Endless Playlist: Sleater-Kinney “Bury Our Friends”
It’s not a coincidence that Sleater-Kinney’s reunion takes place just as we were getting comfortable with their break up. In the near-decade since their phenomenal The Woods and the band’s final tour, Corin Tucker, Janet Weiss and Carrie Brownstein have been busier than ever. Tucker has released two well-received studio albums and collaborated with a mysterious supergroup led by Peter Buck. Weiss — one of indie rock’s best active drummers — has kept busy behind the kit for the Jicks, Quasi and Wild Flag. Brownstein further expanded her voice and spotlight, both as a co-bandleader for Wild Flag and as one half of the generation-defining sketch comedy vehicle Portlandia. Not bad for a rebound.
All this is to say that the three women that comprise this band have made it crystal clear that they don’t need a Sleater-Kinney reunion. This isn’t about record sales or festival shows to pay the bills or make these women household names again, because we never stopped talking about them in the first place. No, this is about Sleater-Kinney wanting to do Sleater-Kinney again. It’s about passion for their own music and their love for writing and playing as a unit. It’s about having enjoyed being apart but still missing this band as much as their fans do.
On “Bury Our Friends,” the first single from No Cities To Love, that foundational passion couldn’t be more clear. From Brownstein’s understated, ass-kicking riffs to Tucker’s enraged crooning to Weiss’ jagged rhythms, the band’s formula is back in full force. That’s not to say the trio hasn’t learned something in their time apart; soaring synth lines, subtle harmonic blending and a pop-oriented breakdown are all evidence that Sleater-Kinney’s other projects have rubbed off on their overarching sound. But all in all, this is a fire that could only be lit by these three women.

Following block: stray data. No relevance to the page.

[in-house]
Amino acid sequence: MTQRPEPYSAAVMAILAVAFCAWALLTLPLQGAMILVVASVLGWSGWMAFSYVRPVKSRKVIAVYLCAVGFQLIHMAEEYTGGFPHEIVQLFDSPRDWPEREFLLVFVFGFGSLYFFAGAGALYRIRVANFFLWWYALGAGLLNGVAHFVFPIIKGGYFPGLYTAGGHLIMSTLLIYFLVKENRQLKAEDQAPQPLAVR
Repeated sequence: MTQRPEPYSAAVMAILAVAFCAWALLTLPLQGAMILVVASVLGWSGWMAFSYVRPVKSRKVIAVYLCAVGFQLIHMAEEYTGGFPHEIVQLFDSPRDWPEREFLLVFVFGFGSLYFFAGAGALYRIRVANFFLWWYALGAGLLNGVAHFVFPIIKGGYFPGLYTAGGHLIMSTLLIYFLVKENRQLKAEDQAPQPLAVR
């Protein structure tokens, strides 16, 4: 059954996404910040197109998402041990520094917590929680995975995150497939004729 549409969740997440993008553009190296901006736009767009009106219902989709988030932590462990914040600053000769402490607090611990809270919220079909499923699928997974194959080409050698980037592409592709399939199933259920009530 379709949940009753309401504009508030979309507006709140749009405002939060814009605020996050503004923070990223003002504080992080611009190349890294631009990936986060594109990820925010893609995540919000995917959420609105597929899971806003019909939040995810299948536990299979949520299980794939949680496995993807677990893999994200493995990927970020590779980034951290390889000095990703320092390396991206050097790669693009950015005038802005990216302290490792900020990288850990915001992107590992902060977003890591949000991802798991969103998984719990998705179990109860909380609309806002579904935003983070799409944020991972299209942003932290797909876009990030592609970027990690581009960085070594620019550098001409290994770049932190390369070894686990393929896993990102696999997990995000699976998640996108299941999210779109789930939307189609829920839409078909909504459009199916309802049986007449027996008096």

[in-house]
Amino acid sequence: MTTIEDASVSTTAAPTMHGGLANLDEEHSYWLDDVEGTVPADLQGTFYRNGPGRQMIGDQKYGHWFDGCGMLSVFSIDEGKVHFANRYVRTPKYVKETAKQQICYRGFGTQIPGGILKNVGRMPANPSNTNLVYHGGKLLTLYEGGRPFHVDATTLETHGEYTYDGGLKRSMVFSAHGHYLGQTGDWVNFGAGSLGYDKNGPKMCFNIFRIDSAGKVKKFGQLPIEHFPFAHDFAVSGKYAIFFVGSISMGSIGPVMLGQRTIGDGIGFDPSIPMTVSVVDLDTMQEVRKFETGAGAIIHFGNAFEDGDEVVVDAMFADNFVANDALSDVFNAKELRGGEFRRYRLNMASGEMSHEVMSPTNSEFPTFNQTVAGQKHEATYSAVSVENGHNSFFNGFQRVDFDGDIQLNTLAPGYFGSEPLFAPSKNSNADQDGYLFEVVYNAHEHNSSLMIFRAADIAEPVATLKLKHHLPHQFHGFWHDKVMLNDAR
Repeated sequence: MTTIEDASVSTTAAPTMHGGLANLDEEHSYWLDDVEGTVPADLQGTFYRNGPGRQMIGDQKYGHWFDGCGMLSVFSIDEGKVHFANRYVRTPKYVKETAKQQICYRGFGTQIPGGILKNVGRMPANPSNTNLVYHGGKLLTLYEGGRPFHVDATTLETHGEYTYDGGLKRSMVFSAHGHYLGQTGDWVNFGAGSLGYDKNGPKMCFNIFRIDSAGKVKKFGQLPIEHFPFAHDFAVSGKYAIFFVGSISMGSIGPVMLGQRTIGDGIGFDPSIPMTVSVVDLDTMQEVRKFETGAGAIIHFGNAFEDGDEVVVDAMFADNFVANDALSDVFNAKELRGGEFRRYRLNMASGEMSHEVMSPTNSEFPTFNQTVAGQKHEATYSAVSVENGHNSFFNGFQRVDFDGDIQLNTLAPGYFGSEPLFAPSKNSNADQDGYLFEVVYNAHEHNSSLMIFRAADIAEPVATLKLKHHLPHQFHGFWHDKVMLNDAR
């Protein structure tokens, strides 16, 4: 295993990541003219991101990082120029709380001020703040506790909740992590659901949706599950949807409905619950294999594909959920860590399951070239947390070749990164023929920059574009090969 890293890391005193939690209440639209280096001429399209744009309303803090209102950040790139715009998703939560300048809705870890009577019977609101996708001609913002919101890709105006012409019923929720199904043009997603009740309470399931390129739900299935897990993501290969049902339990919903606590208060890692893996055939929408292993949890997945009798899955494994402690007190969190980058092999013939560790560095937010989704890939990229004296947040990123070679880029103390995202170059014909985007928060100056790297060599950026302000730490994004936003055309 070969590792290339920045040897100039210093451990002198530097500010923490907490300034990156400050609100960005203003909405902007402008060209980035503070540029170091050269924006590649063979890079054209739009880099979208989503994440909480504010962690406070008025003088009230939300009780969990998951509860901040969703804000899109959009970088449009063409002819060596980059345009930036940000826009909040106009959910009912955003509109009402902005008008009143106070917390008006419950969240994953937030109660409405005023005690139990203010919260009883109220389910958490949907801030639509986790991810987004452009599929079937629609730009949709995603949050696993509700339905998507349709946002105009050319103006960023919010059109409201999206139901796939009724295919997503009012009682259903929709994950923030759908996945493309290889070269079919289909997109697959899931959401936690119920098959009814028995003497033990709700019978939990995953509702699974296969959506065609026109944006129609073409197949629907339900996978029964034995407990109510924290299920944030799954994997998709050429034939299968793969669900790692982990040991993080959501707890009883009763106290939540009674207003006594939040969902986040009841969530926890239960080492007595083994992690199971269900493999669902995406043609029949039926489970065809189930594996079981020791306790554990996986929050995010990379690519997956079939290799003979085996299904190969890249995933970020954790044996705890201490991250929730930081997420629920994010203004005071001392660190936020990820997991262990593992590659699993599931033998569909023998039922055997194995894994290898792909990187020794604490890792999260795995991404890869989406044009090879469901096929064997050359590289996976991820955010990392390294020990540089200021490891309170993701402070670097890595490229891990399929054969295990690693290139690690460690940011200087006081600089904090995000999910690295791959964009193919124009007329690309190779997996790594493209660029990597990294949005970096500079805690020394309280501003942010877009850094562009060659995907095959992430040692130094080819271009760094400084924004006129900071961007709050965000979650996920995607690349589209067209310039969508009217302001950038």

And damn if that fire doesn’t burn. “Bury Our Friends” wouldn’t be a Sleater-Kinney song if it wasn’t lashing out against something — a feeling, a disappointment, a societal norm. So it’s fitting that the band’s first new track is a ‘comin-back-atcha’ anthem of sorts, a declaration of one’s persistence to “climb out from under concrete” and start anew. When we last left the band with The Woods, they were bold, fantastic and almost otherworldly in sound and message. Here, we have the trio back on solid ground, knocking out punches like “only I get to be sickened by me” and “your voice is a crumb; it leads me into wilderness.” One gets the sense that the narrator here has overcome something far more drastic than a nine-year hiatus, but the words are flexible enough to be clear in multiple lights: Whatever situation is at hand, whoever has struck you down, you can and will overcome it.
The song’s climax finds the band shouting for the listener to “make me a headline, I want to feel bold,” and the true beauty of this song can be summed up by the sincerity of that single line. Sleater-Kinney — together and apart — are far beyond the need to earn attention or praise. Yet here they are, giving it their all in hopes of striking a chord with old and new fans alike. It’s that combination of spunk and earnestness that make this band one of a kind, and “Bury Our Friends” a truly great song. Welcome back, old friends, it’s good to see you.
[from No Cities to Love, out Jan. 20; Sub Pop]